Udall should continue his fight to reform the Patriot Act
Kudos to Sen. Mark Udall for his principled fight to amend the Patriot Act to include more protection for civil rights.
Though unsuccessful, the effort by Udall and his colleagues highlights some of the major flaws in national security legislation enacted following 9/11. They also make a persuasive case for reforming some provisions of the Patriot Act.
“I opposed the original passage of the Patriot Act after 9/11 based largely on my belief that Congress was granting powers to the executive branch that would lead to the abuse of Coloradans’ privacy rights and that shielded the government from accountability,” Udall said. “In the 10 years since Congress passed the Patriot Act, there has been little opportunity to improve it.”
Sen. Dick Durbin, D-Ill., voted for the Patriot Act in 2001, “while ground zero was still burning.” But, he told the Washington Post, “I soon realized it gave too much power to government without enough judicial and congressional oversight.”
Udall joined with Sen. Ron Wyden, D-Ore., to offer an amendment that would enable the American people to have a better idea of what their government is doing secretly in the name of national security.
The issue before Congress was not the original Patriot Act passed after 9/11, but three amendments to it. Two were passed later that year and one in 2004. Adopted with little debate, these laws, because of their potential threat to civil liberties, were required by Congress to be renewed periodically.
The three provisions were, first, the right of the government to demand “any tangible thing,” including business records, credit reports, medical records and even records of library patrons without any evidence of connection to terrorism or any wrongdoing.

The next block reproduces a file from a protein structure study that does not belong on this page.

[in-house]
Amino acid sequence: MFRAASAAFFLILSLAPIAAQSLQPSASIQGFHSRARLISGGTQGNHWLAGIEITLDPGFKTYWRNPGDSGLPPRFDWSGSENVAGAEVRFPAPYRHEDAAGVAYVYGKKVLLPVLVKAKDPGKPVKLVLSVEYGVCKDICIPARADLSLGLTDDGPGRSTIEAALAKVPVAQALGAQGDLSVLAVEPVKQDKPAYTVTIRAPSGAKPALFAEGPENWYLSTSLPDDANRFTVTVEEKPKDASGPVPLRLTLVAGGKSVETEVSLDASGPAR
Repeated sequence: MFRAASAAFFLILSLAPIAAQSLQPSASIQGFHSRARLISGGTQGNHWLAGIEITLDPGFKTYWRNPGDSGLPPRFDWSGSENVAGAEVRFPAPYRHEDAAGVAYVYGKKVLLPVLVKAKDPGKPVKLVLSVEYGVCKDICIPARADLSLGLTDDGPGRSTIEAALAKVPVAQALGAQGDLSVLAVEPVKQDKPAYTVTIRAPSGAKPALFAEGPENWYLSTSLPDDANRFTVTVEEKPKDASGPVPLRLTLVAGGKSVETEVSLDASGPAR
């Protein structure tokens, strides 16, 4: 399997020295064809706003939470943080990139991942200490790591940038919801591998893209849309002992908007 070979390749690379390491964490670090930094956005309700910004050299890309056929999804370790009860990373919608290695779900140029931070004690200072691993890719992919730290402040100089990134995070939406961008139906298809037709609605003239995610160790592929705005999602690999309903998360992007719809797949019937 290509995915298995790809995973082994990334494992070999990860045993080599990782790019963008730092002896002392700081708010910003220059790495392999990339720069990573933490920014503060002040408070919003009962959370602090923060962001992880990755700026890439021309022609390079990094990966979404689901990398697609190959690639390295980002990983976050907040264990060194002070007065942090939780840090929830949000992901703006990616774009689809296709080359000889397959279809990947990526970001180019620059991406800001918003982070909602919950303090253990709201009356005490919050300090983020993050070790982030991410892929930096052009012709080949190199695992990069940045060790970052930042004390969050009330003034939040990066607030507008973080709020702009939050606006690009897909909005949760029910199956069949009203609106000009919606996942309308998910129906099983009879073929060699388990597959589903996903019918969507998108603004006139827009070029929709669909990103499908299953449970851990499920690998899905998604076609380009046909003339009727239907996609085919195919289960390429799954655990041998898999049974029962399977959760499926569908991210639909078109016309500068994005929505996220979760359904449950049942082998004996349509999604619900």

Second is the broad authority given the federal government to place “roving John Doe wiretaps” on essentially any phone or electronic communication with little oversight.
Third is the so-called “lone wolf” provision that can be used to conduct surveillance on individuals who have no connection to terrorist organizations or other wrongdoing.
“These three provisions,” Udall said, “are troubling because they are ripe for abuses that involve expansive government surveillance of innocent people, even though common sense fixes and protections exist if only we were allowed to debate them.”
As the American Civil Liberties Union pointed out, “despite the many amendments to these laws since 9/11, Congress and the public have yet to receive real information about how these powerful tools are being used to collect information on Americans and how that information is being used.”
Despite numerous interpretations of the Patriot Act, the official government interpretation of the law is classified. “A significant gap has developed now between what the public thinks the law says and what the government secretly claims it says,” Wyden said.
Sen. Jeff Merkley, D-Ore., who voted against extending the amendments, issued a statement saying, “I am outraged that the expiring provisions of the Patriot Act have been extended with little or no debate. These provisions give broad authority to access our personal information, including phone, email and library records, in secret, with virtually no checks or balances. The government won’t even tell the American people how it interprets these provisions, or whether it sees any limits on its authority at all.”
Led by Kentucky’s libertarian Republican Sen. Rand Paul, who held up the bill until the Senate almost missed its deadline, four Republican senators voted with 19 Democrats against the bill. “We shouldn’t be fearful of freedom,” Paul said. “We shouldn’t be fearful of individual liberty.”
The Democrats did win an agreement to hold Senate Intelligence Committee hearings on the Justice Department interpretations of the limits on information collection under the Patriot Act.
Wyden has said he will reintroduce the bill in the fall if the hearings are not successful. Since these hearings will be secret, they may do little to reassure the public that the government is not abusing its powers for secret surveillance against its own citizens.
Regardless the outcome of the Senate Intelligence Committee hearings, Udall and his colleagues should continue to fight for the public debate on these laws that Congress has avoided for 10 years.
A secret government is not a government of the people.